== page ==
To the Editor.—
Approximately 6,680 people are bitten annually by poisonous snakes in the United States.1 Among these bites, it is estimated that about eight are by poisonous snakes from foreign countries.2 During the ten-year period, 1950 through 1959, there were 138 fatal snakebites in the United States; three of them by imported snakes.3 Because of the extensive use of antivenin in the United States, death due to native snake envenomation is remarkably small and only about 15 per cent are fatal cases. However, foreign snake envenomation causes a problem in the United States, due to a lack of specific antivenin, and difficulty in locating it. In this communication a bite by an African puff adder (Bitis arietans) is reported.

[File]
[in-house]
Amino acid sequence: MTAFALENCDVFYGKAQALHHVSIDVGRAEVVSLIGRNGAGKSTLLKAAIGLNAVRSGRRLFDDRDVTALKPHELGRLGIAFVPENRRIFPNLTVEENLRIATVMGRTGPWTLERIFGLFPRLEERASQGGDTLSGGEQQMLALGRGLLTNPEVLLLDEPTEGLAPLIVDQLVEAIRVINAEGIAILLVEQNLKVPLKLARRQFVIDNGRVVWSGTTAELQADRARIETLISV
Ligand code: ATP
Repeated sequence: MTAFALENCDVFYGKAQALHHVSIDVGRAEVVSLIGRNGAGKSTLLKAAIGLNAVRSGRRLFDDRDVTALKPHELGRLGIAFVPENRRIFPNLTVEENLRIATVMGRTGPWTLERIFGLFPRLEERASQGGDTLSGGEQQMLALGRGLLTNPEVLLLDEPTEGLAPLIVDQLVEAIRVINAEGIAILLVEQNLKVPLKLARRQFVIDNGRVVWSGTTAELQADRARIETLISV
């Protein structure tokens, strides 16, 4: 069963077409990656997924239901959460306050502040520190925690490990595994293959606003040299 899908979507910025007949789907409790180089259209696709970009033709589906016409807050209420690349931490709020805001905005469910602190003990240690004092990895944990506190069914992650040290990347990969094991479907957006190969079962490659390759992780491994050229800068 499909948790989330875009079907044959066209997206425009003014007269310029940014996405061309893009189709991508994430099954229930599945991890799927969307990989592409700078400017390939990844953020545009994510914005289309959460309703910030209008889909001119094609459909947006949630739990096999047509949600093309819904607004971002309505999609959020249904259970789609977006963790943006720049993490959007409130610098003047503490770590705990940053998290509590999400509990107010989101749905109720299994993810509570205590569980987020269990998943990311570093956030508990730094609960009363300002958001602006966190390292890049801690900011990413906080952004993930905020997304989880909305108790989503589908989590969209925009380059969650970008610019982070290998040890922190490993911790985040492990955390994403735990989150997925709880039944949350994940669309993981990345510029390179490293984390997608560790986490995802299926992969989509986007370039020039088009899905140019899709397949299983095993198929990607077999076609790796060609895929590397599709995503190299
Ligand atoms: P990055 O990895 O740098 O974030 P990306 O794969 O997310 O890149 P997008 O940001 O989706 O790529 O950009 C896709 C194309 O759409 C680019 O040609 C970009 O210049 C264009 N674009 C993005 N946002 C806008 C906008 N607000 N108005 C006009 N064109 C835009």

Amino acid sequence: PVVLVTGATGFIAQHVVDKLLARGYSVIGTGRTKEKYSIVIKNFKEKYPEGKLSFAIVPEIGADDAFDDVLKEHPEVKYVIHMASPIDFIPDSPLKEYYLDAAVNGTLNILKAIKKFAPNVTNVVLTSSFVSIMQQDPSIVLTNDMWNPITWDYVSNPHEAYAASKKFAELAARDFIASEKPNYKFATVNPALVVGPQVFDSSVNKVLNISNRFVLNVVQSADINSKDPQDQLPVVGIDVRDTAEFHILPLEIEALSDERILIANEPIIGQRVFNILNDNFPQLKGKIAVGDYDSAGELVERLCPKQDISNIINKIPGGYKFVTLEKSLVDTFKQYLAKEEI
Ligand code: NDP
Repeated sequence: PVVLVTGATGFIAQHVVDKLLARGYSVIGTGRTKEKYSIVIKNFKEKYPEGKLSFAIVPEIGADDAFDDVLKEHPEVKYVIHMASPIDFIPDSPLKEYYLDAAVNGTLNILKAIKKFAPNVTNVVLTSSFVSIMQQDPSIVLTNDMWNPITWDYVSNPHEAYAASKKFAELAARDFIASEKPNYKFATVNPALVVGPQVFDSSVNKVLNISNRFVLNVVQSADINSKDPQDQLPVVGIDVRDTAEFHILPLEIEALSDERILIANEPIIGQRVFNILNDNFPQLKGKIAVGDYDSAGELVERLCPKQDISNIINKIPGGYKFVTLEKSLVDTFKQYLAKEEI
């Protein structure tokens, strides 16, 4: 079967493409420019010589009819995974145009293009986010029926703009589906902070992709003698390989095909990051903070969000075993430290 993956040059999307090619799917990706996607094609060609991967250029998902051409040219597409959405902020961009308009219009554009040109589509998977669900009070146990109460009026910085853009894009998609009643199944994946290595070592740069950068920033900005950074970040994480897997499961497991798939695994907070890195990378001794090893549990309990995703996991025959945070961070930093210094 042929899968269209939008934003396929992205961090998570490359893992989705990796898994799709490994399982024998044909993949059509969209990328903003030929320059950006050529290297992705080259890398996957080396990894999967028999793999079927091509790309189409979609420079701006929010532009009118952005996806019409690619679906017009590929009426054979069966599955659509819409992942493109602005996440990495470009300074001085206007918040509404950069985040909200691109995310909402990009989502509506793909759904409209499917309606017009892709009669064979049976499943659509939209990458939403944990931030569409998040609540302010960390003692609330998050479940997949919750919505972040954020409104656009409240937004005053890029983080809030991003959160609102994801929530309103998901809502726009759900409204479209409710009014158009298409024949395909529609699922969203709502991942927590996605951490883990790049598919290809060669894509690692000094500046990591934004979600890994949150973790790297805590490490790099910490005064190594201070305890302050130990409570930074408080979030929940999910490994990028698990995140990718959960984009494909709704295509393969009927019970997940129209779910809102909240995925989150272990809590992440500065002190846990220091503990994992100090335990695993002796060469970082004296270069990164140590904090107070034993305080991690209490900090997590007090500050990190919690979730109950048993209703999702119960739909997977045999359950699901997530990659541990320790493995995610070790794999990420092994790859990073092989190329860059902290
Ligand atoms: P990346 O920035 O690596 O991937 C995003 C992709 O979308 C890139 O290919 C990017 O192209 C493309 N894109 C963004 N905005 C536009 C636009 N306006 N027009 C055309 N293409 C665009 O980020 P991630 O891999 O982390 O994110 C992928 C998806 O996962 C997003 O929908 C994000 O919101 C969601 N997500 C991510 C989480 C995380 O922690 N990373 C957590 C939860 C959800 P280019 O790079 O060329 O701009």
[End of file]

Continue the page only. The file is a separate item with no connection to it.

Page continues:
Takahashi WY, Tu AT. Puff Adder Snakebite. JAMA. 1970;211(11):1857. doi:10.1001/jama.1970.03170110063024